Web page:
Chapter 4, Section 4.7: First Applications of Definite Integrals , remixed by Jeff Eldridge from work by
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4.7
4.7
Applications of Integration
Contemporary Calculus
1
FIRST APPLICATIONS OF DEFINITE INTEGRALS
The development of calculus by Newton and Leibniz was a vital step in the advancement of pure mathematics,
but Newton also advanced the applied sciences and mathematics. Not only did he discover theoretical results,
but he immediately used those results to answer important applied questions about gravity and motion. The
success of these applications of mathematics to the physical sciences helped establish what we now take for
granted: mathematics can and should be used to answer questions about the world.
Newton applied mathematics to the outstanding problems of his day, problems primarily in the field of
physics. In the intervening 300 years, thousands of people have continued these theoretical and applied
traditions and have used mathematics to help develop our understanding of all of the physical and biological
sciences as well as the behavioral sciences and business. Mathematics is still used to answer new questions in
physics and engineering, but it is also important for modeling ecological processes, for understanding the
behavior of DNA, for determining how the brain works, and even for devising strategies for voting effectively.
The mathematics you are learning now can help you become part of this tradition, and you might even use it to
add to our understanding of different areas of life.
It is important to understand the successful applications of integration in case you need to use those particular
applications. It is also important that you understand the process of building models with integrals so you can
apply it to new problems. Conceptually, converting an applied problem to a Riemann sum (Fig. 1) is the most
valuable step. Typically, it is also the most difficult.
Area between f and g
We have already used integrals to find the area between the graph of a function and the horizontal axis.
Integrals can also be used to find the area between two graphs.
If f(x) ≥ g(x) for all x in [a,b], then we can approximate the area
between f and g by partitioning the interval [a,b] and forming a
Riemann sum (Fig. 2). The height of each rectangle is
th
f(ci) – g(ci) so the area of the i rectangle is
(height).(base) = {f(ci) – g(ci)}.∆x i . This approximation
of the total area is
n
area ≈
{f(ci) – g(ci)}.∆xi , a Riemann sum.
∑
i=1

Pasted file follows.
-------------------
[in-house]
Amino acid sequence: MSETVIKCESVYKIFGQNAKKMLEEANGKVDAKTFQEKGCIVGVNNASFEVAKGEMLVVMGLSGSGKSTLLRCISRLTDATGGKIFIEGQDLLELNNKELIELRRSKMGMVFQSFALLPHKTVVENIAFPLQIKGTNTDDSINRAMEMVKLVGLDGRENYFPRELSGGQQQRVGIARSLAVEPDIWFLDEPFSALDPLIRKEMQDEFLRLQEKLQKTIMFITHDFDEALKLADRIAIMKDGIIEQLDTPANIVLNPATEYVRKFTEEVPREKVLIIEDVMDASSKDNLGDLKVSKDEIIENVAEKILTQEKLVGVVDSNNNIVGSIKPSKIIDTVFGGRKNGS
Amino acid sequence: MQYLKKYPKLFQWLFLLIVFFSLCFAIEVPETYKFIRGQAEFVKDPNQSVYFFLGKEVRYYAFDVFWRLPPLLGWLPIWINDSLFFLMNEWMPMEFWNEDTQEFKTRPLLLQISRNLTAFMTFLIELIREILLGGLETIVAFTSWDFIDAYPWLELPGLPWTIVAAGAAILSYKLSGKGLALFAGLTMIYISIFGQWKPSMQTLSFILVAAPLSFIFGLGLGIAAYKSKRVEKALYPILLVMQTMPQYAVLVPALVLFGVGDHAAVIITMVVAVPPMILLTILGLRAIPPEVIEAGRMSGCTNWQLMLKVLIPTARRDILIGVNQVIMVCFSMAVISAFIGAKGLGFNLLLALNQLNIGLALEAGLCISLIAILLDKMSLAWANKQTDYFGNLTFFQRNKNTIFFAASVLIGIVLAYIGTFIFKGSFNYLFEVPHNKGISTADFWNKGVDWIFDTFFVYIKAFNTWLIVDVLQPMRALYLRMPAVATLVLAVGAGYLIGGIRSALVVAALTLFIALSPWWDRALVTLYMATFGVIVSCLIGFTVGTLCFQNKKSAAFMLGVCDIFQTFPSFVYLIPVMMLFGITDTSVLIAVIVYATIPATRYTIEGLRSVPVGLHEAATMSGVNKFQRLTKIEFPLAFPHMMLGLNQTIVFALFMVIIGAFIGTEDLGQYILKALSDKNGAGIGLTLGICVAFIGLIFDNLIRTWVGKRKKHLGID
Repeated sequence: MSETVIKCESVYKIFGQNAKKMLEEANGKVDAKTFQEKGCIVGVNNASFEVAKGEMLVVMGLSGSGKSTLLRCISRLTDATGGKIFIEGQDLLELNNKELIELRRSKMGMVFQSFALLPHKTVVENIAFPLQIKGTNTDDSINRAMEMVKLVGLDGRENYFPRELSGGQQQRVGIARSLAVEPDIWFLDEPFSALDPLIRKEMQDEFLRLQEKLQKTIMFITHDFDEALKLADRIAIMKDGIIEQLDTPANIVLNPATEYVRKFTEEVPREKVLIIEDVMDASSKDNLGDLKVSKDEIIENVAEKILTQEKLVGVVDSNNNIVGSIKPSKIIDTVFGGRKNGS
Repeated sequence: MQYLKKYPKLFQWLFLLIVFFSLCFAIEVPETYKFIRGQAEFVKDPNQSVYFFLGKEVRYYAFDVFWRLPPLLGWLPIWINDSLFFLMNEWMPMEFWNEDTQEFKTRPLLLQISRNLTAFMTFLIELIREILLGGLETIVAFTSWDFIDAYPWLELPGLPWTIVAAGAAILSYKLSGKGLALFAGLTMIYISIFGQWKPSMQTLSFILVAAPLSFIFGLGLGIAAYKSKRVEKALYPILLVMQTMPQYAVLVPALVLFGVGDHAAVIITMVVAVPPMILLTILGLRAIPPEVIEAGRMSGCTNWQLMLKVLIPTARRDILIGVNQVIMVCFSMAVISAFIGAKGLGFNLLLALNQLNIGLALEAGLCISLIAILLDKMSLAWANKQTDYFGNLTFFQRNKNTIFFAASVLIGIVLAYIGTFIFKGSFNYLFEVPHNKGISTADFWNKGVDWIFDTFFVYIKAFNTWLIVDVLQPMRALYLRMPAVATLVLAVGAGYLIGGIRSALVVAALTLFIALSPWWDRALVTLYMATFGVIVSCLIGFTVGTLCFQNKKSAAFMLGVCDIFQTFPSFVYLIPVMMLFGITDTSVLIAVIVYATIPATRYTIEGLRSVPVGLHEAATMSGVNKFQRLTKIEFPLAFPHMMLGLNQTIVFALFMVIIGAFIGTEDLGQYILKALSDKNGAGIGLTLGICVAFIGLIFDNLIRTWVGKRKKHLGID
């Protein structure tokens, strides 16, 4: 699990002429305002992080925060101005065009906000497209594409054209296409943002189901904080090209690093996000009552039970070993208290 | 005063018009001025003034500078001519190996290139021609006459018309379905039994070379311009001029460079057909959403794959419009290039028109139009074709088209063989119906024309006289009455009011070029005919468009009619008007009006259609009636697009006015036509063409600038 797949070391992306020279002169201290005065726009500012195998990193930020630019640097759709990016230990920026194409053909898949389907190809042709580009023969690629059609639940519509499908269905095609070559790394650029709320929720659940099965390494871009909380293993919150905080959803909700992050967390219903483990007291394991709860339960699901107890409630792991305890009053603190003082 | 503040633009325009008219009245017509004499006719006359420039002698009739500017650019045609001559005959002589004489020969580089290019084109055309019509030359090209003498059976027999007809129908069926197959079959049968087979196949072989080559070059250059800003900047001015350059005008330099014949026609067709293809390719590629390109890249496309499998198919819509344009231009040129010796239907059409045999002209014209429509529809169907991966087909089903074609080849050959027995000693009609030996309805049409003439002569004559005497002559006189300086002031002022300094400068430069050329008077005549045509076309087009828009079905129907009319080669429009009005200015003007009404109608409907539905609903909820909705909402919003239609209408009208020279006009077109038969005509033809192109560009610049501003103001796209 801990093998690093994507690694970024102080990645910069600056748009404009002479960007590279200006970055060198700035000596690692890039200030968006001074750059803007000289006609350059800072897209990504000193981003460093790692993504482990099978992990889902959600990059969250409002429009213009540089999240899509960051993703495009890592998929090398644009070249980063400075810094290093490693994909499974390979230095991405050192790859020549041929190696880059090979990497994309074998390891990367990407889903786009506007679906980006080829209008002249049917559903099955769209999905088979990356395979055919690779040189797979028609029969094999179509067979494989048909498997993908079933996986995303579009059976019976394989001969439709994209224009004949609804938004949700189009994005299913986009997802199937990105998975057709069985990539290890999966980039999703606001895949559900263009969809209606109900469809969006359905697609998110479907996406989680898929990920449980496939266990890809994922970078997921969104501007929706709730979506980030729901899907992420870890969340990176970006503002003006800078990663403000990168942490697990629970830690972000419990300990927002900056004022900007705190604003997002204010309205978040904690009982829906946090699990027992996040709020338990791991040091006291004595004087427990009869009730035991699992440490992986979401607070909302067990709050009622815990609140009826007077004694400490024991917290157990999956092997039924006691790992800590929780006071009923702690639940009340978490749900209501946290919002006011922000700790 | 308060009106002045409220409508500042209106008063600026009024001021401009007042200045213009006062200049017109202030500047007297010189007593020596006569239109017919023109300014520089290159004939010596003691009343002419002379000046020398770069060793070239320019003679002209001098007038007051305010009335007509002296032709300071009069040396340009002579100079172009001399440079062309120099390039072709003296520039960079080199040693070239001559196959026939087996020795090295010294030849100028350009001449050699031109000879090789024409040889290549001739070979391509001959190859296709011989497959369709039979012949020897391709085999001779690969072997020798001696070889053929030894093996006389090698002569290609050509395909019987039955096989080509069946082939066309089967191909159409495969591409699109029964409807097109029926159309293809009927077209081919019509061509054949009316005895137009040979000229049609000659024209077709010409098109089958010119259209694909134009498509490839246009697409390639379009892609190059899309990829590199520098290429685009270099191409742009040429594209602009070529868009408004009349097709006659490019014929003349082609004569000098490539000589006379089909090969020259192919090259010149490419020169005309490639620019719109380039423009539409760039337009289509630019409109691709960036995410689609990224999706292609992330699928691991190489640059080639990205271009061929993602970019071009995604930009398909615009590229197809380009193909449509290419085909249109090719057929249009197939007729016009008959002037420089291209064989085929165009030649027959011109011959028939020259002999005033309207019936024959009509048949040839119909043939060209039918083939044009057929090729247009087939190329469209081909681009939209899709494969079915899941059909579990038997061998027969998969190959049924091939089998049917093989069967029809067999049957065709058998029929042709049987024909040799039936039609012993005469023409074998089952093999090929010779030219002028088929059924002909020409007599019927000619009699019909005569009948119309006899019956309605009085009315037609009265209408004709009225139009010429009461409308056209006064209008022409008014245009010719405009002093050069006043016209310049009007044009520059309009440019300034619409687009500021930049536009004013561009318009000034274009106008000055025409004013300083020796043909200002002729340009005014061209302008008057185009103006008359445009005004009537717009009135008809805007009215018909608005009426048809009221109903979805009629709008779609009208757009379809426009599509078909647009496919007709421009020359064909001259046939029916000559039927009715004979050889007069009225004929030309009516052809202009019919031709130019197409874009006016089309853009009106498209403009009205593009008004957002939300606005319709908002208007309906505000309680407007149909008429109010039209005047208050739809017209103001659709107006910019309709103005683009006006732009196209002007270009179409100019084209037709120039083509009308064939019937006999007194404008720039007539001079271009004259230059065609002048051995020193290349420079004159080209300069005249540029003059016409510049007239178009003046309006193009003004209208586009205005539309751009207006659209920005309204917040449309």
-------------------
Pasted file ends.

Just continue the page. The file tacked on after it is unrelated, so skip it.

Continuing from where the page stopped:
4.7
Applications of Integration
Contemporary Calculus
2
The limit of this Riemann sum, as the mesh of the partitions approaches 0, is the definite integral
b
⌠
⌡ { f(x) – g(x) } dx .
a
We will sometimes use an arrow to indicate "the limit of the Riemann sum as the mesh of the partitions
approaches zero," and will write
n
∑
b
{f(ci) – g(ci)}.∆xi →
⌠
⌡ { f(x) – g(x) } dx .
a
i=1
If
f(x) ≥ g(x) on the interval [a,b],
then
area bounded by the graphs
of f and g and vertical
lines at x = a and x = b
Example 1:
b
= ⌠
⌡ { f(x) – g(x) } dx .
a
Find the area bounded between the graphs of f(x) = x and g(x) = 3 for 1 ≤ x ≤ 4. (Fig. 3)
Solution: It is clear from the figure that the area between f and g is 2.5 square inches. Using the theorem,
area between f and g for 1 ≤ x ≤ 3 is
3
2
x
⌠
⌡ { 3 – x } dx = 3x – 2
3
1
9
5
= ( 2 ) – ( 2 ) = 2 , and
1
area between f and g for 3 ≤ x ≤ 4 is
4
2
⌠ { x – 3 } dx = x2 – 3x
⌡
3
4
3
–8
–9
1
=( 2 )–( 2 ) =2
.
The two integrals also tell us that the total area between f and g is 2.5
square inches.
4
The single integral
⌠ { 3 – x } dx = 1.5 which is not the area we want in this problem. The value
⌡
1
of the integral is 1.5, and the value of the area is 2.5 .
Practice 1:
Use integrals and the graphs of f(x) = 1 + x and g(x) = 3 – x
to determine the area between the graphs of f and g for 0 ≤ x ≤ 3.
Example 2:
Two objects start from the same location and travel along the same
path with velocities vA(t) = t + 3 and
2
vB(t) = t – 4t + 3 meters per second (Fig. 4).
How far ahead is A after 3 seconds? After 5 seconds?
Solution: Since vA(t) ≥ v B(t) , the "area" between the graphs of vA and v B represents the distance
between the objects.
4.7
Applications of Integration
Contemporary Calculus
3
3
0
0
3
⌠
2